Physical description is a huge technique Bradbury uses to in characterizing all the people who play roles in Fahrenheit 451. He employs the uses of the metaphor and simile and uses them skillfully and masterfully. Weaving them into his descriptions, Bradbury’s words gain a life and breath and magic of their own and the decorations peppered into his paragraphs allow you to view his characters in a different light. Notice how he uses his art to its full advantage when describing Clarisse’s appearance:

Her face was slender and milk-white, and in it was a kind of gentle hunger that touched over everything with timeless curiosity. It was a look, almost, of pale surprise; the dark eyes were so fixed to the world that no move escaped them. Her dress was white and it whispered.

Her face turned to him now was fragile milk crystal with a soft and constant light in it. It was not the hysterical light of electricity but – what? But the strangely comfortable and rare and gently flattering light of a candle.

The girl’s face was there, really quite beautiful in memory: astonishing, in fact. She had a very thin face, like the dial of a small clock seen faintly in a dark room in the middle of a night when you waken to see the time and see the clock telling you the hour and the minute and the second, with a white silence and a glowing, all certainty and knowing what it had to tell of the night passing swiftly on toward further darkness, but moving also toward a new sun.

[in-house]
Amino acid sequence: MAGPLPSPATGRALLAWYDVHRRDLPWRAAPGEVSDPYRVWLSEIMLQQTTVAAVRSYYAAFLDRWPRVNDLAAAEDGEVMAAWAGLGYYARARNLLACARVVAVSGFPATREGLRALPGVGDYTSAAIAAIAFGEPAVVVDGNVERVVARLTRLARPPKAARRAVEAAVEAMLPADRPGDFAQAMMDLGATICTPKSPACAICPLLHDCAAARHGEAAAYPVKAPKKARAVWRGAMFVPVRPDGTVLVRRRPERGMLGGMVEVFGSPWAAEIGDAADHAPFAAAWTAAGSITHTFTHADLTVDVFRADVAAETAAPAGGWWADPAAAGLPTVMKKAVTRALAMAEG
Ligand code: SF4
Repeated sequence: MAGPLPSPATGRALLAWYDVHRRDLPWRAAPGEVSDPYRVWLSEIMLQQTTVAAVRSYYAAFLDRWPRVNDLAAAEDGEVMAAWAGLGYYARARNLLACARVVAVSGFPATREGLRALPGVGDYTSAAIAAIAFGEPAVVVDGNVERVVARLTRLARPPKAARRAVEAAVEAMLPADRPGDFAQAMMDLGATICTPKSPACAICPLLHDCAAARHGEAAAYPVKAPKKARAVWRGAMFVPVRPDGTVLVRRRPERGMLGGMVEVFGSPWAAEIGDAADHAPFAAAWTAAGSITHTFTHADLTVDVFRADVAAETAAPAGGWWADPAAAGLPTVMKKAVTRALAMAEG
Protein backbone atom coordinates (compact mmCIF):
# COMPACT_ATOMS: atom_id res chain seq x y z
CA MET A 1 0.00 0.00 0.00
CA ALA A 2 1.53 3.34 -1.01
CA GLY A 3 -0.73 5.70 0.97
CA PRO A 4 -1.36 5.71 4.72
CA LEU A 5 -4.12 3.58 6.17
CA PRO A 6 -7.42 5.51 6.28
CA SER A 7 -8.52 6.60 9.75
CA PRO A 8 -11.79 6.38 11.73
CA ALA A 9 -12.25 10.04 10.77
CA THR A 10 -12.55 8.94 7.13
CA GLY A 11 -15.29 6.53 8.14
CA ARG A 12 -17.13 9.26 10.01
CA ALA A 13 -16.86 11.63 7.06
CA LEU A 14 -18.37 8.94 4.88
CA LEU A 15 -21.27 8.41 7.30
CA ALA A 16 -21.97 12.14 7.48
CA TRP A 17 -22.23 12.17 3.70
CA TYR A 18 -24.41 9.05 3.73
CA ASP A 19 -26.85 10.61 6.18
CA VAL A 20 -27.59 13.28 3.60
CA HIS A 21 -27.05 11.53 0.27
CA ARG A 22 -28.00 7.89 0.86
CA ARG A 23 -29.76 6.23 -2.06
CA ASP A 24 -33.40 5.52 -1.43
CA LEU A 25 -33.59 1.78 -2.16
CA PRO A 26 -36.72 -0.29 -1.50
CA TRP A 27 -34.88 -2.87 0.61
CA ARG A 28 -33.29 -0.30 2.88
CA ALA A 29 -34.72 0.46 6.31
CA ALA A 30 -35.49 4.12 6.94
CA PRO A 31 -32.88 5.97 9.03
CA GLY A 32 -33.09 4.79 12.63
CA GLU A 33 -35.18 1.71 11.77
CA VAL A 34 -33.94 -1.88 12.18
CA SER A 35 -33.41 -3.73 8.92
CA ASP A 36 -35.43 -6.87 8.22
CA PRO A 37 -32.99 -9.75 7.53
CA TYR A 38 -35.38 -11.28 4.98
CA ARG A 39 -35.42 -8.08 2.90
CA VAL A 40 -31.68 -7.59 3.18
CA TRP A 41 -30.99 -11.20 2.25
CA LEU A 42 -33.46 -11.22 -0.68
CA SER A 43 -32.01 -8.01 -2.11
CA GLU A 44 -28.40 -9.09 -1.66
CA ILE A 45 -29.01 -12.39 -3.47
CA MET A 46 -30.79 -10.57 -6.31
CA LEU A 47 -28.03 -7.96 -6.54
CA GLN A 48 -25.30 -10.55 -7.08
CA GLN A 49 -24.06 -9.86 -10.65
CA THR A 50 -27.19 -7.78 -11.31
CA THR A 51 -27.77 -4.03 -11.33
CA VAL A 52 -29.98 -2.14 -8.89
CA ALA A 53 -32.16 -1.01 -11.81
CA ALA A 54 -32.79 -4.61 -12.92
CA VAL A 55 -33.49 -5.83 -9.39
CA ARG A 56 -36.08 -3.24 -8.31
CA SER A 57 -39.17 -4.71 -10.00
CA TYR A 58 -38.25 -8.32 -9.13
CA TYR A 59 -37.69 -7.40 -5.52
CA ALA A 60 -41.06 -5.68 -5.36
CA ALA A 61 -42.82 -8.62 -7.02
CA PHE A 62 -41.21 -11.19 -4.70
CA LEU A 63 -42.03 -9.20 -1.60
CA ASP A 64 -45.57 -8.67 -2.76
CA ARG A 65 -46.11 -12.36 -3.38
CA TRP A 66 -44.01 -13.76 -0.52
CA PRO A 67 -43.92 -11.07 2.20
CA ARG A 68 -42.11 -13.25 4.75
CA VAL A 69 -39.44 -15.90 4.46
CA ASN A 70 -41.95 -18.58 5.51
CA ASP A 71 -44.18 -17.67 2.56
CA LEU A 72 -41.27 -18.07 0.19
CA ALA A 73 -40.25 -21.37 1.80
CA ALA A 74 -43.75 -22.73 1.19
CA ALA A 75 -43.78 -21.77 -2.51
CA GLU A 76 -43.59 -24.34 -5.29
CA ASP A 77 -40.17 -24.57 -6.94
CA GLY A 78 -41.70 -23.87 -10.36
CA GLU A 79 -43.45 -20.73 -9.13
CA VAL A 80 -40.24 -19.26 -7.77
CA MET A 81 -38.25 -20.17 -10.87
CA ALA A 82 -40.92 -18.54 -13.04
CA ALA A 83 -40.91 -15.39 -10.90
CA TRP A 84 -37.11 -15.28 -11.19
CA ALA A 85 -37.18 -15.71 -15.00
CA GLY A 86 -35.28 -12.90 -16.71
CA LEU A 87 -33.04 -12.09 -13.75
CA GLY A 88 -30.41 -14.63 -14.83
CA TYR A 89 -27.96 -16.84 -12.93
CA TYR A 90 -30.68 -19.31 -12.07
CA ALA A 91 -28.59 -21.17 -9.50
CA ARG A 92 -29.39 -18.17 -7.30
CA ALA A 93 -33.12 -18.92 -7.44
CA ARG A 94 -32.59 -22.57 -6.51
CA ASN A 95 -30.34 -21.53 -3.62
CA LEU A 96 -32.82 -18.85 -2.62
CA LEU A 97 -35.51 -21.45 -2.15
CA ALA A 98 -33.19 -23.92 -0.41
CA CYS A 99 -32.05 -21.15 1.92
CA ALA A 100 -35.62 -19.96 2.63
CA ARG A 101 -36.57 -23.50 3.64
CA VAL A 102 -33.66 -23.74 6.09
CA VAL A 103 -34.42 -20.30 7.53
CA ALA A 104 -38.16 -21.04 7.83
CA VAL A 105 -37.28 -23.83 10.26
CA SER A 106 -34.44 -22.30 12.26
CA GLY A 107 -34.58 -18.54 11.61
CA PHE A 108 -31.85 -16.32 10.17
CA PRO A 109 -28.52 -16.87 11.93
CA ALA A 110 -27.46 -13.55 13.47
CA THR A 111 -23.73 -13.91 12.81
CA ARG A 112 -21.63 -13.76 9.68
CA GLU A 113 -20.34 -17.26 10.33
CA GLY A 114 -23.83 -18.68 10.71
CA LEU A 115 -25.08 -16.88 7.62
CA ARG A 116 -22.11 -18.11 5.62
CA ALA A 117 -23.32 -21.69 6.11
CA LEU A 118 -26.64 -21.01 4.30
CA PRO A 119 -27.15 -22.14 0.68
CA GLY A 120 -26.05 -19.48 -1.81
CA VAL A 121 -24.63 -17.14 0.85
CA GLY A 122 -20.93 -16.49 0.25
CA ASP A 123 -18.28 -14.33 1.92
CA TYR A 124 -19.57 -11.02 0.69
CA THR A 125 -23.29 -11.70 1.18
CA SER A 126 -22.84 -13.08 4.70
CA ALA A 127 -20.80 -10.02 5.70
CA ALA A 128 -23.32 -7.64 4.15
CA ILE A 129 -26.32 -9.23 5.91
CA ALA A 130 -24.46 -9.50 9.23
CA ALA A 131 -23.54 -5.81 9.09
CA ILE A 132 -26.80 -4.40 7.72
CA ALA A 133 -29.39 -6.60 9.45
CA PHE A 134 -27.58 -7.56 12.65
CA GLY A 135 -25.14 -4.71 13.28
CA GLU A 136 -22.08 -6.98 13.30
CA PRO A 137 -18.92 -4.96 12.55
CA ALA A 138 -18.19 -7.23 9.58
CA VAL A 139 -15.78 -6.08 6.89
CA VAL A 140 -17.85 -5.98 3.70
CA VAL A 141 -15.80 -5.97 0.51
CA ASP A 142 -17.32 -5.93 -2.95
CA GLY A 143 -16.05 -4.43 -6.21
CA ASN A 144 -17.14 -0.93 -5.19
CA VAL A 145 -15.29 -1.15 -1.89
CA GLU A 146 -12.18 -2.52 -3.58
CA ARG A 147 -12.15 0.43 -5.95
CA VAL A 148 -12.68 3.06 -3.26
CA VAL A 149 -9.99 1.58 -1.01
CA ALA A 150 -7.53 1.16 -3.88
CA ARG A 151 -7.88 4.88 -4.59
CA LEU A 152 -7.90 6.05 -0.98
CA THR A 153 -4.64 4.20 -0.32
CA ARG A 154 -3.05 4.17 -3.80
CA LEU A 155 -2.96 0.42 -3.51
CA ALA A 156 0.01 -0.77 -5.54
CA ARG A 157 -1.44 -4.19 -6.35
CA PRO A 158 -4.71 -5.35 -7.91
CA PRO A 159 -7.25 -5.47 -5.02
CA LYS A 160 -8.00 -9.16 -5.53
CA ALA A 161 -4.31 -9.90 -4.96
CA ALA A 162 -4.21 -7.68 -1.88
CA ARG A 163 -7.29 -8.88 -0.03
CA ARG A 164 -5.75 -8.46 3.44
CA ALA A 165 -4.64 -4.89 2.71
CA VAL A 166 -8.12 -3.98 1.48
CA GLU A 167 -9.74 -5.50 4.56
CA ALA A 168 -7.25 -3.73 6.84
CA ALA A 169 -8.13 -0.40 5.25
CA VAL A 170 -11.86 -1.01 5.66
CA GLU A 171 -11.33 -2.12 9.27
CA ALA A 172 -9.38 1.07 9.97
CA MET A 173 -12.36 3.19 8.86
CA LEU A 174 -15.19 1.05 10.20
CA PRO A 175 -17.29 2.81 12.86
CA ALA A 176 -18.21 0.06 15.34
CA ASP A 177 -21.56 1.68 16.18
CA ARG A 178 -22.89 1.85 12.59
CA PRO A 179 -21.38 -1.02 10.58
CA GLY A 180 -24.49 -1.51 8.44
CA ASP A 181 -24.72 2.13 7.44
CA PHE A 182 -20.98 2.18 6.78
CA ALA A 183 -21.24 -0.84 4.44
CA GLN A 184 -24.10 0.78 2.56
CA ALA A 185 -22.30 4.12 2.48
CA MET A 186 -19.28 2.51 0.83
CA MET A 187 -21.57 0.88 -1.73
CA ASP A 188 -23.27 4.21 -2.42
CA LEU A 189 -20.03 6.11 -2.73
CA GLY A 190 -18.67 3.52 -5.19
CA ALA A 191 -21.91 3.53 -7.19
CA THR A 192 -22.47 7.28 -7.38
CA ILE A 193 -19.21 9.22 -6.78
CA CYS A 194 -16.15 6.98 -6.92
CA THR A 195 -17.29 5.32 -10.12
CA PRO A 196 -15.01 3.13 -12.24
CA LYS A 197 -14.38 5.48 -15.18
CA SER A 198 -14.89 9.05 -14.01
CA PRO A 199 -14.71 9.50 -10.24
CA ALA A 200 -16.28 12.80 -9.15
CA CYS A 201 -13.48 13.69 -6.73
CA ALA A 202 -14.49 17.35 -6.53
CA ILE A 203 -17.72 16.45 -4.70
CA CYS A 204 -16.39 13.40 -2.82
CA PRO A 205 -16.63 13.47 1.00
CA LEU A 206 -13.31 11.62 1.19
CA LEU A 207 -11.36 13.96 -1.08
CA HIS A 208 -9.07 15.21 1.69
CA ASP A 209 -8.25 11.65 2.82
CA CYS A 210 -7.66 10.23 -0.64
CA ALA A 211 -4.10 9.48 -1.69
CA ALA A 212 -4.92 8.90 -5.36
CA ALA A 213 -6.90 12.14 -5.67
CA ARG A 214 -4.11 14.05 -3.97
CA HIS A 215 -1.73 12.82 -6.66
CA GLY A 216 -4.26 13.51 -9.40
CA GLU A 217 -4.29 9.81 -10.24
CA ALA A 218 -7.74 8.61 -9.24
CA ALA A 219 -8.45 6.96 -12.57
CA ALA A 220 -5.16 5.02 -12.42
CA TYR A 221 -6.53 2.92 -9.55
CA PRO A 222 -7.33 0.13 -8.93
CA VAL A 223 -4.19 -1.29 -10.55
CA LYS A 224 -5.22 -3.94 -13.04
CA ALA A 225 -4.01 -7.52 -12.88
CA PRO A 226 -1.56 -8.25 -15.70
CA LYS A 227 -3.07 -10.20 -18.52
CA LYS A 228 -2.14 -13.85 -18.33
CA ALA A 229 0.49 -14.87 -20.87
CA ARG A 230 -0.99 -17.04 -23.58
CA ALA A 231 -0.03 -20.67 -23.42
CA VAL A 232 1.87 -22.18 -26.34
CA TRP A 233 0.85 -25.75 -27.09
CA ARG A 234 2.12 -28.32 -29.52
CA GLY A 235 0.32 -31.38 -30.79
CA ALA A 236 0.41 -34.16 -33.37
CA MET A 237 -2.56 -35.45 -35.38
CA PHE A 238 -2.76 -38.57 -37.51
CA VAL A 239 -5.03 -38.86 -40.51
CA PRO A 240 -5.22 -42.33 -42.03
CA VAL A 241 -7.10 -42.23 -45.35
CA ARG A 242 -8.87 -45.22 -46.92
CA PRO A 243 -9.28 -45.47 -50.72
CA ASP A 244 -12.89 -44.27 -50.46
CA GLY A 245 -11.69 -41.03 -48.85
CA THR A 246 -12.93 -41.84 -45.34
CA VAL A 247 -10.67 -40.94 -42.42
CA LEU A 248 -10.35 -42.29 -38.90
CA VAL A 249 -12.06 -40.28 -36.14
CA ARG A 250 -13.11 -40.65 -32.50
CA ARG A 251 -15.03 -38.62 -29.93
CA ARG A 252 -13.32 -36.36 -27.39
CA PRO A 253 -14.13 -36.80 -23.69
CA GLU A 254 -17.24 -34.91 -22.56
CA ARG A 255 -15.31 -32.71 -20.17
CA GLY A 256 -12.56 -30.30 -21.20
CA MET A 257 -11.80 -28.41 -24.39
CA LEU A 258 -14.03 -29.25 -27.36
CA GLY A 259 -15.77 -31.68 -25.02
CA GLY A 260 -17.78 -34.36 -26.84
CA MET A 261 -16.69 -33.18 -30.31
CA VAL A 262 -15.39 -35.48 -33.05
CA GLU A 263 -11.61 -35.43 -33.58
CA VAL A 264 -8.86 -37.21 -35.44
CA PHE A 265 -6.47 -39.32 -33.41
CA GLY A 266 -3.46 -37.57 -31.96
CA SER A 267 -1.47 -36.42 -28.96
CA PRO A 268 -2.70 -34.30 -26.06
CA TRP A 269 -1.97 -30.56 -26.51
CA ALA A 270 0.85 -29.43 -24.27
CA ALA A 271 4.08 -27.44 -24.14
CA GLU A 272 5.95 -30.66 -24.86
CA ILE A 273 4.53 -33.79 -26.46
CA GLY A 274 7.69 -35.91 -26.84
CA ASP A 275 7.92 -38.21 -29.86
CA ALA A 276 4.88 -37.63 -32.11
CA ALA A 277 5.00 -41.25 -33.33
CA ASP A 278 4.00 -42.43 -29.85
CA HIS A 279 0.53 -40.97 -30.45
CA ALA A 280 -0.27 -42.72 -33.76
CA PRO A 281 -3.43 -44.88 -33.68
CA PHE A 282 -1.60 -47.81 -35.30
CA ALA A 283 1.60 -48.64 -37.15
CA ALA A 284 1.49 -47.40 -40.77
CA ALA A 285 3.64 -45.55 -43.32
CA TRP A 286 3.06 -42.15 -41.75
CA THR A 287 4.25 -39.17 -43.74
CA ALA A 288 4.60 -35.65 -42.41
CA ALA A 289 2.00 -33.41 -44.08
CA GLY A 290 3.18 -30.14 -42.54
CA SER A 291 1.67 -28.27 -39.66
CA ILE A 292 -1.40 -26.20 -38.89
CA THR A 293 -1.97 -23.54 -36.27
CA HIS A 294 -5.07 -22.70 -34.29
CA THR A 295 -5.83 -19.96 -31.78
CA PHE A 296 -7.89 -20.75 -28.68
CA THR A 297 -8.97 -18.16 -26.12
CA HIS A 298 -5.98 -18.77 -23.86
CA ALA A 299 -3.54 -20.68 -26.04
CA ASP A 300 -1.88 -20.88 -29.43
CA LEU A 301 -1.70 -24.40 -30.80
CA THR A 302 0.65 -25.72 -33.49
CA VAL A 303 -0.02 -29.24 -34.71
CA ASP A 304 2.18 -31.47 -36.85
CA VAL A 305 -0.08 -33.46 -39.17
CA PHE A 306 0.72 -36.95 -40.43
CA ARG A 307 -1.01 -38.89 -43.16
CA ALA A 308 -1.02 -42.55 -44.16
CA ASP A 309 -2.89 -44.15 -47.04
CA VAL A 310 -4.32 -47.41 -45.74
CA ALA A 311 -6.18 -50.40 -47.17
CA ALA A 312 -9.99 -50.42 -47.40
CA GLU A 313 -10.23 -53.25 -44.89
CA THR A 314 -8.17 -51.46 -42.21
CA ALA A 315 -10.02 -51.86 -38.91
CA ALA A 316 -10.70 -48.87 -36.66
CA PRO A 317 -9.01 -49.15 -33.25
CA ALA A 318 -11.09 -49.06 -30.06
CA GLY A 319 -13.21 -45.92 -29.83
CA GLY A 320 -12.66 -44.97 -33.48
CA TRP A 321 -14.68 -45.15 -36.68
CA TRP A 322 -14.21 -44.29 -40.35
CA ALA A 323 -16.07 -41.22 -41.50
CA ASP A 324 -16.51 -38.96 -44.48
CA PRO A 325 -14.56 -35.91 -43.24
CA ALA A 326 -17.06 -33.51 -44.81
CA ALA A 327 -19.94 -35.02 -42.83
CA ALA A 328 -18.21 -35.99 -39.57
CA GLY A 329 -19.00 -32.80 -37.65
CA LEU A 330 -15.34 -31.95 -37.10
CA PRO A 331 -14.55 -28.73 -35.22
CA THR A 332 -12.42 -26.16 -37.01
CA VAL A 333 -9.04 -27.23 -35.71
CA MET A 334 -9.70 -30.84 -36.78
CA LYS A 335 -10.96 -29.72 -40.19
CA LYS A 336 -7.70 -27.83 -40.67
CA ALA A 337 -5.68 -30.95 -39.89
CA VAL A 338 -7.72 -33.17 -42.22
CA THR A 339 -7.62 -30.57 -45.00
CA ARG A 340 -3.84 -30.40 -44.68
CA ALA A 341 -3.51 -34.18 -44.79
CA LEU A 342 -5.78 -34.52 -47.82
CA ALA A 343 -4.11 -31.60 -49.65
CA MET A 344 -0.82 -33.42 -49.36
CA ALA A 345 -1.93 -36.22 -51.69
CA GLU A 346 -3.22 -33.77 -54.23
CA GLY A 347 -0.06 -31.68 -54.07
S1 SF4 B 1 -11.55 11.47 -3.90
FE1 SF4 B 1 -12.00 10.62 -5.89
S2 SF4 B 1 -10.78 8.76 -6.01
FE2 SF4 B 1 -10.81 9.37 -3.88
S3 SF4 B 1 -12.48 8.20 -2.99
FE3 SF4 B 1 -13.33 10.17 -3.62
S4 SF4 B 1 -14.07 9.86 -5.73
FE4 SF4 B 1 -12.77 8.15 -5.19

How like a mirror, too, her face. Impossible; for how many people did you know who refracted your own light to you?

Clarisse’s physical circumstances, as we read from her conversations with Montag, define her just as much as any of the other techniques used. From the text, we come to understand that Clarisse was born into an “odd” family. She was like a fish-out-of-water and was misunderstood by everyone. She did not attend school. People viewed her as anti-social and “not quite right” in the head.

“What’s going on?” Montag had rarely seen that many house lights.
“Oh, just my mother and father and uncle sitting around, talking. It’s like being a pedestrian, only rarer. My uncle was arrested another time – did I tell you? – for being a pedestrian. Oh, we’re most peculiar.”

“I’ve got to go see my psychiatrist now. They make me go. I make up things to say. I don’t know what he thinks of me… The psychiatrist wants to know why I go out and hike around in forests and watch the birds and collect butterflies… They want to know what I do with me time. I tell them that sometimes I just sit and think.”

“He felt at ease and comfortable. “Why aren’t you in school? I see you every day wandering around.”
“Oh, they don’t miss me,” she said. “I’m antisocial, they say. I don’t mix. It’s so strange. I’m very social indeed.”

“…But that was a long time ago when they had things different. They believed in responsibility, my uncle says. Do you know, I’m responsible. I was spanked when I needed it, years ago. And I do all the shopping and housecleaning by hand.”

So, in conclusion, with Fahrenheit 451, and, with any other book, by reading slowly and taking the time to dissect a character and discover who they are, we can understand a deeper sense of their personality and realize what the author left there, hidden for us to find. Ray Bradbury uses several techniques in characterization and they help us to understand his characters in different ways. Instead of just telling us outright what he wants us to know about Clarisse, we learn it from dialogue, her circumstances, and her physical appearance and actions. Flawlessly and brilliantly, Bradbury applies this method to characterization, with outstanding results.

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Note:
 I do not own any of the quoted text. All was written by Ray Bradbury in his novel Fahrenheit 451




2 thoughts on “Characterization Techniques – Examples from Fahrenheit 451

  1. I’m writing an essay on Fahrenheit 451 right now (Thanks for some help on the characterization) and found your blog, I think it’s really cool!